Hexbyte Tech News Wired
If former state representative Stacey Abrams wins the race for governor of Georgia, she would be the US’s first black woman governor. She’s running in a tightly contested race against sitting secretary of state Brian Kemp, who in his official capacity as overseer of Georgia’s voter rolls has fought hard the past few months to remove people from the active voter lists who might be inclined to vote for Abrams. He’s been accused of targeting black voters specifically, purging them from voter rolls. Black people make up 30.2 percent of Georgia’s population, according to the US Census.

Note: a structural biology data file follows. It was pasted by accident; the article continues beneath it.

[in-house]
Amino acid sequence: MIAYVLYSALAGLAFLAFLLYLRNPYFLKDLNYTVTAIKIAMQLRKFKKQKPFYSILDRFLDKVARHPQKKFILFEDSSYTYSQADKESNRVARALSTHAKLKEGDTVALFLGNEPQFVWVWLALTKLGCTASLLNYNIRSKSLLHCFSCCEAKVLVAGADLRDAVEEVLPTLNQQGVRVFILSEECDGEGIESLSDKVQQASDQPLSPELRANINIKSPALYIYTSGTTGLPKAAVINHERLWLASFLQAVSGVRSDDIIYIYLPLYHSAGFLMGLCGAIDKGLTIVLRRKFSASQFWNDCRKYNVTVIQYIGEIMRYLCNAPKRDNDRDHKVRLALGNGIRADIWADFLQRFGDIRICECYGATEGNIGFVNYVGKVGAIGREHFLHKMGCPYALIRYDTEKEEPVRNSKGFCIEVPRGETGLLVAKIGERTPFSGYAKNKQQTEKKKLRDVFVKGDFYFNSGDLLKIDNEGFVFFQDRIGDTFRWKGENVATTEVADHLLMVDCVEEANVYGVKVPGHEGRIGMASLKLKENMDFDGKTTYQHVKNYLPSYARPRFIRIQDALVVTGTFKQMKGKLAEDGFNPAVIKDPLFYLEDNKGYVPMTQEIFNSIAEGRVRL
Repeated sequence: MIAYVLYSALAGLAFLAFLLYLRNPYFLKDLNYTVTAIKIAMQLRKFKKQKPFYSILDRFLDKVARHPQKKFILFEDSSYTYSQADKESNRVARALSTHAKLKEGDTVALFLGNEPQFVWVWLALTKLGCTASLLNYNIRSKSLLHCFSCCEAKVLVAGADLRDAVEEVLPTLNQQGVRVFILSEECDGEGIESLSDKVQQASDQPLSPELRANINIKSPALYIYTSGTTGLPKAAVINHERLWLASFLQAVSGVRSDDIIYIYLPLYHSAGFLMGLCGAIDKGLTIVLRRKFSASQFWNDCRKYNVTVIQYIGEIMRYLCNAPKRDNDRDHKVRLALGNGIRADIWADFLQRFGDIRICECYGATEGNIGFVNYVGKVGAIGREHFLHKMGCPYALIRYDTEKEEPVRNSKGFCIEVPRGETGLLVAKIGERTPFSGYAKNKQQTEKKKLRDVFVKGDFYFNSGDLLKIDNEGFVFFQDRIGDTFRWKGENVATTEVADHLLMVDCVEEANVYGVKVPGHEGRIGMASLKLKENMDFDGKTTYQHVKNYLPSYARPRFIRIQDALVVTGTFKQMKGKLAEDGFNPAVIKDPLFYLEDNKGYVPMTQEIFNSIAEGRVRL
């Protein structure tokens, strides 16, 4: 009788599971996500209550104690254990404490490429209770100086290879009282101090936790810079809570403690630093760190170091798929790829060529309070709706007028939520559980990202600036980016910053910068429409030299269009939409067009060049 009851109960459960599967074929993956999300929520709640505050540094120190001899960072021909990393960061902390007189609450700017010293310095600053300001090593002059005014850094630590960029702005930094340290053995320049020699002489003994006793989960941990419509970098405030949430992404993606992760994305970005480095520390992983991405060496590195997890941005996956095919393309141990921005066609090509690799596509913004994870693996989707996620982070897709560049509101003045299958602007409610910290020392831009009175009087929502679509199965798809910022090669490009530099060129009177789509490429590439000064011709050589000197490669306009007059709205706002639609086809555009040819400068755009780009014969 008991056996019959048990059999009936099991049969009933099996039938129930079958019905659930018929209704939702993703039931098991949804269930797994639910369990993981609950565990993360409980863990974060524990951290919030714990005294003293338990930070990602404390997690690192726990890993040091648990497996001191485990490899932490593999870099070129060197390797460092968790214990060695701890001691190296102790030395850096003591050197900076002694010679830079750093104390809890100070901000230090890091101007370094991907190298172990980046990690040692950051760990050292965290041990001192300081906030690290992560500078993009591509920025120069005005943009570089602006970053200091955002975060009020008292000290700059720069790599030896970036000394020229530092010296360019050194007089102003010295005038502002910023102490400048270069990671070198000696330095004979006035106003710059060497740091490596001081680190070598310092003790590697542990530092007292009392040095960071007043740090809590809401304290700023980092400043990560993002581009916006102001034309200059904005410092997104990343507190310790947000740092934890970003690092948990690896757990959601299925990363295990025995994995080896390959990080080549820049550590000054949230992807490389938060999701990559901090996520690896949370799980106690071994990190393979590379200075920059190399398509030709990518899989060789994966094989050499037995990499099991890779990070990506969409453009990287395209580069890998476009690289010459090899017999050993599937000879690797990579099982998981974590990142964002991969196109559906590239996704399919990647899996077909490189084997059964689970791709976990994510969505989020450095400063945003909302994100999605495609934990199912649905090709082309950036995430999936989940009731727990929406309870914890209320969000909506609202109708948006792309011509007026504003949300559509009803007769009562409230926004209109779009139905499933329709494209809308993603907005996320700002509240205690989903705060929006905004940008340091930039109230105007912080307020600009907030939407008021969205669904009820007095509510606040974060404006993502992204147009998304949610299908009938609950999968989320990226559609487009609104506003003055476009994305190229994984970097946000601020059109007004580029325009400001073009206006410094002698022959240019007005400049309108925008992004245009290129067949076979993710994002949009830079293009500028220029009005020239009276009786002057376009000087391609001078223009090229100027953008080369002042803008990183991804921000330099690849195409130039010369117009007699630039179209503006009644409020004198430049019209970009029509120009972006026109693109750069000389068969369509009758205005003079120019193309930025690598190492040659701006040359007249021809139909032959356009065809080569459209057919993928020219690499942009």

Many have said Kemp should have stepped down as secretary of state, citing a conflict of interest between his role as the guardian of the vote and as a candidate on the ballot. New questions around Kemp’s oversight of the election flared Tuesday amid problems with voting in some parts of the state. Late Tuesday, a group of Georgian voters filed a lawsuit requesting an injunction to prevent Kemp from overseeing the vote count, writing that they have “reasonable belief that Kemp will not be a fair judge of the outcome of the elections and will exercise his official duties in a biased manner that denies them the right to cast an effective vote.” The plaintiffs request someone new be appointed to certify the outcome of the vote.1